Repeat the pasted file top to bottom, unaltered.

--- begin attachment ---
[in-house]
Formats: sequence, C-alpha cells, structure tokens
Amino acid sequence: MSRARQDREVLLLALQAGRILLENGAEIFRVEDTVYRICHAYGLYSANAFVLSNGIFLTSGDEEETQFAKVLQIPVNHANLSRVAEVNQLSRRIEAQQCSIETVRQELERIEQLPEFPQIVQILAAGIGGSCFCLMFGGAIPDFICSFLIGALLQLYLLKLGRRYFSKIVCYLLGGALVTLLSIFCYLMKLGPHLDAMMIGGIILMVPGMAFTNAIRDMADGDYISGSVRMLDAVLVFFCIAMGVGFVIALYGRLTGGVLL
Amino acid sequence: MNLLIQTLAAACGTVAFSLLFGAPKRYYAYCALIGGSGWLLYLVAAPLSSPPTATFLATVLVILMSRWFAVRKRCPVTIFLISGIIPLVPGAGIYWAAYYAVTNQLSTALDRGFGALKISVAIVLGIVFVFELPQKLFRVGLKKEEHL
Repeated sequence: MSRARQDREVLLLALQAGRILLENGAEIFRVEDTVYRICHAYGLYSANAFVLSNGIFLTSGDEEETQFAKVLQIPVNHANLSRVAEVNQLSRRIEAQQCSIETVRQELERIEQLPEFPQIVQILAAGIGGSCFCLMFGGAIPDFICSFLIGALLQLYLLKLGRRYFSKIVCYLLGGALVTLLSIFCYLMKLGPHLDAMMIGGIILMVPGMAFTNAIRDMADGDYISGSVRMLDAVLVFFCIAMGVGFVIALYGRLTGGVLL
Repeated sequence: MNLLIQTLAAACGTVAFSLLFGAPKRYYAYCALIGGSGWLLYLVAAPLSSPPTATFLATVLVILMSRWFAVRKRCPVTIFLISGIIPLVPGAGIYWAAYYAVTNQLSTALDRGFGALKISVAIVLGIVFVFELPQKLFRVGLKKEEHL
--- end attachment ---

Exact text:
[in-house]
Formats: sequence, C-alpha cells, structure tokens
Amino acid sequence: MSRARQDREVLLLALQAGRILLENGAEIFRVEDTVYRICHAYGLYSANAFVLSNGIFLTSGDEEETQFAKVLQIPVNHANLSRVAEVNQLSRRIEAQQCSIETVRQELERIEQLPEFPQIVQILAAGIGGSCFCLMFGGAIPDFICSFLIGALLQLYLLKLGRRYFSKIVCYLLGGALVTLLSIFCYLMKLGPHLDAMMIGGIILMVPGMAFTNAIRDMADGDYISGSVRMLDAVLVFFCIAMGVGFVIALYGRLTGGVLL
Amino acid sequence: MNLLIQTLAAACGTVAFSLLFGAPKRYYAYCALIGGSGWLLYLVAAPLSSPPTATFLATVLVILMSRWFAVRKRCPVTIFLISGIIPLVPGAGIYWAAYYAVTNQLSTALDRGFGALKISVAIVLGIVFVFELPQKLFRVGLKKEEHL
Repeated sequence: MSRARQDREVLLLALQAGRILLENGAEIFRVEDTVYRICHAYGLYSANAFVLSNGIFLTSGDEEETQFAKVLQIPVNHANLSRVAEVNQLSRRIEAQQCSIETVRQELERIEQLPEFPQIVQILAAGIGGSCFCLMFGGAIPDFICSFLIGALLQLYLLKLGRRYFSKIVCYLLGGALVTLLSIFCYLMKLGPHLDAMMIGGIILMVPGMAFTNAIRDMADGDYISGSVRMLDAVLVFFCIAMGVGFVIALYGRLTGGVLL
Repeated sequence: MNLLIQTLAAACGTVAFSLLFGAPKRYYAYCALIGGSGWLLYLVAAPLSSPPTATFLATVLVILMSRWFAVRKRCPVTIFLISGIIPLVPGAGIYWAAYYAVTNQLSTALDRGFGALKISVAIVLGIVFVFELPQKLFRVGLKKEEHL